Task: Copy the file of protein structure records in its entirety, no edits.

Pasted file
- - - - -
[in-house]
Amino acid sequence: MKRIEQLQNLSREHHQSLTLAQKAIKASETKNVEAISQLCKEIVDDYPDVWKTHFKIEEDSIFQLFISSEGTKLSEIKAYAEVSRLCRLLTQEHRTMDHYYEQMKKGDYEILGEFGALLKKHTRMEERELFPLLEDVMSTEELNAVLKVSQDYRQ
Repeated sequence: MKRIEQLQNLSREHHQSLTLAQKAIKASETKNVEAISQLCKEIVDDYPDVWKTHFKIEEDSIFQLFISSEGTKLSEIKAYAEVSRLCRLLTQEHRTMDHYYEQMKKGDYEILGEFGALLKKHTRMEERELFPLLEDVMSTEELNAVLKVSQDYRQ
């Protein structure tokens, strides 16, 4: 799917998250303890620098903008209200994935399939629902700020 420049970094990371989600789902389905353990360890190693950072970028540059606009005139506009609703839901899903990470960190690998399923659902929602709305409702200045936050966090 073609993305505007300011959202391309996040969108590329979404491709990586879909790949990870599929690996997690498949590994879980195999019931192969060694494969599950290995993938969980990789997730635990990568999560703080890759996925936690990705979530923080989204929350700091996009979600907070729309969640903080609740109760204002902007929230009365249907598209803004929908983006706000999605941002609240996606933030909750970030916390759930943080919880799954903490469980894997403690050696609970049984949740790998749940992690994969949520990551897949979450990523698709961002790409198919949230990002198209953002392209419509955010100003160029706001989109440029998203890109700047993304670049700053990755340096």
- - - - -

[in-house]
Amino acid sequence: MKRIEQLQNLSREHHQSLTLAQKAIKASETKNVEAISQLCKEIVDDYPDVWKTHFKIEEDSIFQLFISSEGTKLSEIKAYAEVSRLCRLLTQEHRTMDHYYEQMKKGDYEILGEFGALLKKHTRMEERELFPLLEDVMSTEELNAVLKVSQDYRQ
Repeated sequence: MKRIEQLQNLSREHHQSLTLAQKAIKASETKNVEAISQLCKEIVDDYPDVWKTHFKIEEDSIFQLFISSEGTKLSEIKAYAEVSRLCRLLTQEHRTMDHYYEQMKKGDYEILGEFGALLKKHTRMEERELFPLLEDVMSTEELNAVLKVSQDYRQ
């Protein structure tokens, strides 16, 4: 799917998250303890620098903008209200994935399939629902700020 420049970094990371989600789902389905353990360890190693950072970028540059606009005139506009609703839901899903990470960190690998399923659902929602709305409702200045936050966090 073609993305505007300011959202391309996040969108590329979404491709990586879909790949990870599929690996997690498949590994879980195999019931192969060694494969599950290995993938969980990789997730635990990568999560703080890759996925936690990705979530923080989204929350700091996009979600907070729309969640903080609740109760204002902007929230009365249907598209803004929908983006706000999605941002609240996606933030909750970030916390759930943080919880799954903490469980894997403690050696609970049984949740790998749940992690994969949520990551897949979450990523698709961002790409198919949230990002198209953002392209419509955010100003160029706001989109440029998203890109700047993304670049700053990755340096």